Distinguished Specialty Contractor David Allen Company Earns ABC’s Top Award


Some companies—like some building materials—stand the test of time.

David Allen Company, Raleigh, N.C., is one those companies, and it’s fitting that the company masterfully installs some of the construction industry’s most durable and appealing materials around: granite, marble, tile and terrazzo.

In March, David Allen Company earned the honor of being named Associated Builders and Contractors’ (ABC) Contractor of the Year—an award bestowed on a company that outshines others for its corporate integrity, commitment to the professional development and safety of employees, dedication to expert craftsmanship and esteem in the industry at large.

Founded in 1920, the company has grown to become one of the nation’s largest marble, granite, terrazzo, tile and underlayment contractors, with nearly 500 employees and craft professionals in its Raleigh, N.C., headquarters and branch offices in Birmingham, Ala.; Columbia, S.C.; Washington, D.C.; and Miami.

Its stunning craftsmanship can be seen in the flooring and finishes of most major airports on the East Coast—with over four million square feet of terrazzo installed in airports including Ronald Reagan National, Charlotte Douglas International, Miami International and Fort Lauderdale-Hollywood International. Airports currently under construction include Charleston, Tallahassee and Sarasota. The company has helped transform numerous educational, government, hospitality, institutional and medical interiors and exteriors into works of art through its meticulous focus on detail and museum-quality installation methods. Some iconic projects that exhibit David Allen Company’s skills include the Smithsonian, the National Archives, the White House, the Pentagon, and the headquarters of the CIA, NASA and NATO.

David Allen Company’s foundation is built not only on the strengths of its experienced workforce, but also its industry relationships. Many of the company’s craft professionals are second- and third-generation employees, while several of its general contracting partners have been doing business with the company for more than 75 years. The leadership team of Chairman Robert Roberson, CEO David Roberson, President Art Odom, Executive Vice President Martin Howard and Secretary-Treasurer Terry Preston collectively have more than 200 years of service with the company.

“From the very beginning of any project, we have to be committed to superior performance and craftsmanship. With the materials we provide—marble, granite, terrazzo, and tile—there is no place for inferior work,” Robert Roberson says. 

Pride in quality permeates every inch of the business—not just the stunning details of its corporate headquarters, but also the attention paid to every employee’s well-being and quality of life. Executives turn the lens on their own performance by conducting 360 reviews to seek feedback from peers, staff and customers to ensure they’re meeting the company’s mission, vision and goals.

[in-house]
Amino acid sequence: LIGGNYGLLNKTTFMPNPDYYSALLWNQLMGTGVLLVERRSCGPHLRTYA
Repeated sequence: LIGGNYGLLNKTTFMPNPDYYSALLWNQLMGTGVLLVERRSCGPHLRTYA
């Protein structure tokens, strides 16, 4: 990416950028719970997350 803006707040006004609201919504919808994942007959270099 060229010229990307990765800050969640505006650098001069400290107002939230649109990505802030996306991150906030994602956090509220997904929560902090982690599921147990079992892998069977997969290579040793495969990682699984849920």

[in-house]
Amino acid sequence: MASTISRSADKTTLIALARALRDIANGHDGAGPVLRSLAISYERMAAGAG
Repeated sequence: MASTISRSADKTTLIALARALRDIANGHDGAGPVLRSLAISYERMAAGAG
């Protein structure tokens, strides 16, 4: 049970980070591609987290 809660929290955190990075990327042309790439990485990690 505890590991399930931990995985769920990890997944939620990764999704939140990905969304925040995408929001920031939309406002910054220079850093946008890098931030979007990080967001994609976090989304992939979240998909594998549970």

David Allen Company is one of the few firms of its type with a full-time safety director on staff. In 2015, it earned ABC’s STEP Platinum status, and its safety incidence rate is exceptionally low, with an Experience Modification Rate of 0.63.  

The company shines in its professional development efforts as well. Executives regularly host training forums for office staff, mid-level managers and craft professionals, and encourage employees to attend educational seminars hosted by tile and terrazzo experts such as the National Terrazzo and Mosaic Association (NTMA).

The executive team is responsible for setting many of the gold standards the industry uses today. Both Martin Howard and David Roberson serve on the technology and quality control committees that write the standards for the entire specialty. For example, the industry needs a new standard for installing a new variety of extra-large, remarkably thin (3 millimeter) tiles, and Howard has a seat on the committee that writes those standards. 

In addition, the company is staying ahead of the exterior finishes trend of installing energy-saving rain screen systems with porcelain tile or ventilated façades that allow air to breathe throughout the system, shielding the exterior from radiant heat and managing the dew point to generate cleaner, drier air inside the building. “These systems have been used in Europe for years and are just beginning to be part of buildings in the United States,” Howard says.

“When you expect your finished product to be high quality, you have to expect your installers and your entire team to execute high-quality work,” he adds. “That’s one reason we invest so much into training and education. We expect a lot, and we offer a lot. We want to give our team members the tools to produce an exceptional final product that brings added value to an owner’s building.”

The result of this commitment to education, training and safety is what keeps project owners coming back to the company again and again when they desire the highest quality installation their budget can afford.
“Our goal, as an ABC member, is to be the preferred trade contractor,” Art Odom says. “We want to provide the best customer service and be the best craftsmen to the construction team, but we can’t always be the lowest cost. We hope our customers recognize this, and I think they do. They appreciate our integrity and are comfortable knowing that our team members will deliver the results that contribute to a successful project, and do it safely.”